My birth certificate, my driver’s license, and every legal document I’ve ever signed show my name is Teressa. But when I’m with family, I’m rarely called by that name.
“… you will call him Jesus … “
“… they will call him Emmanuel …”
from Matthew 1:21 & 23
Jesus is the name given to the baby whose birth Christians celebrate this time of year. But it’s not the only name he is called.
In the novels of The Earthsea Cycle by Ursula K. LeGuin each character has a name known and used by others. But each also has a “true name” known to very few.
The names we use for one another matter. They carry connections to particular people. They may recall a specific place (my Girl Scout camp counselor name was “Louie”). They might speak to a season of life (nicknames of athletes on a sports team).
Names can be used to build up or tear down, as an endearment or a taunting, for expressing affection or ridicule.
Beloved, may you be called by name today – a name that strengthens your spirit and brings a smile to your face. And may every name you use for another be a word of encouragement.
“Life is short and we have never too much time for gladdening the hearts of those who are travelling the dark journey with us. Oh be swift to love, make haste to be kind.”
– Henri Frederic Amiel (Swiss Philosopher, 1821 – 1881)
Last week did not go according to plan. Not that we had any specific plans. But instead of staying home, we dropped everything to go be with family. Short story: Mom fell. Brain bleeds, broken cheek bone, and lots of facial bruising.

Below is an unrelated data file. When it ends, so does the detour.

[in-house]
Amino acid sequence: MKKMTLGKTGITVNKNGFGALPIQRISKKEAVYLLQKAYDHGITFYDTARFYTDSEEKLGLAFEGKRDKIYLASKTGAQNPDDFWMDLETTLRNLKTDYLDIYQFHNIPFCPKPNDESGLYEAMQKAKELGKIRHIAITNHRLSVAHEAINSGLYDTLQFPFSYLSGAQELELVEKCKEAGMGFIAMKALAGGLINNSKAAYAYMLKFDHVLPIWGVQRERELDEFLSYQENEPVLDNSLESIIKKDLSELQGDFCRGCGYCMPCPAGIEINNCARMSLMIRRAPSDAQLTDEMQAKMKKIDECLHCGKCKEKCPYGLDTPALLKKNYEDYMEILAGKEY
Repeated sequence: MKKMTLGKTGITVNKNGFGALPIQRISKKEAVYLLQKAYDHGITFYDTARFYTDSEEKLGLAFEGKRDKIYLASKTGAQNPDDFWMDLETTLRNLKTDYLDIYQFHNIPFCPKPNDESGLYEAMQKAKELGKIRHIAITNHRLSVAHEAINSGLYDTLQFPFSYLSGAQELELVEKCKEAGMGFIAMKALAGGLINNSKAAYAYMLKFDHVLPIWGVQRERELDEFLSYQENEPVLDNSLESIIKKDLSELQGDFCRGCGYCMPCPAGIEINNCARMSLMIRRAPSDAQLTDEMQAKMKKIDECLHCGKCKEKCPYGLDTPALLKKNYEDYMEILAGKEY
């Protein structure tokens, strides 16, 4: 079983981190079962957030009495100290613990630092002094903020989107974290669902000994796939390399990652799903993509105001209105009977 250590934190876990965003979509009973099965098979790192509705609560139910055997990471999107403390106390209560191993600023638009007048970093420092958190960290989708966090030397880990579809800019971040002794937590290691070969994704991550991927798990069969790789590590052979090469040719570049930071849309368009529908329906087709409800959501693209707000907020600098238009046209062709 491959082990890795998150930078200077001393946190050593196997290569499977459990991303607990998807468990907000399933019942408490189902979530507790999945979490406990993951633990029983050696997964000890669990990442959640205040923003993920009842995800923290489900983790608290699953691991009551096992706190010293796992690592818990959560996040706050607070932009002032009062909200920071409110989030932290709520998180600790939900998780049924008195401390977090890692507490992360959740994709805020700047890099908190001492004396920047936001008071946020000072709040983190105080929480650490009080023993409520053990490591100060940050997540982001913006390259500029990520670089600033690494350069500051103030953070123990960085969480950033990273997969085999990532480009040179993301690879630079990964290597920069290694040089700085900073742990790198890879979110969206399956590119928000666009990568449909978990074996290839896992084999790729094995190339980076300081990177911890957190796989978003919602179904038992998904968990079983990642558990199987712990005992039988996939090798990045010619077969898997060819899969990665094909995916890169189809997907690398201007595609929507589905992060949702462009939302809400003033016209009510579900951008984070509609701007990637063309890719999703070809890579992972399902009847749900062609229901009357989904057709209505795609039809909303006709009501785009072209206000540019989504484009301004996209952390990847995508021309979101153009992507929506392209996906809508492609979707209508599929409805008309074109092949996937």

The good news: she’s doing really, really well.
It could have been otherwise.
Now that we’re home and getting back to our regular routine, I’ve been thinking about a Commissioning/Benediction I’ve used at the end of many Worship services. Based on a quote (above) by Henri Frederic Amiel, it goes like this:
Life is short and we do not have much time to gladden the hearts of those who travel with us. So be swift to love, Make haste to be kind, And go in peace to love and serve the Lord.
~ ~ ~
It’s more than a flower picture, but since it is a flower I’m linking to Cee’s Flower of the Day Photo Challenge! Thank-you, Cee, for sharing beautiful flowers and encouraging the rest of us to do the same.
It’s been a week and a half since the observance of World Communion Sunday. Not all that long ago according to the calendar. But it feels ever so much longer. One of the days between then and now was set aside so my beloved could have an outpatient procedure. Complications meant spending the following five days in the hospital. Thankfully we’re home; John’s doing well; and I’ve had a chance to sleep and nap and sleep some more.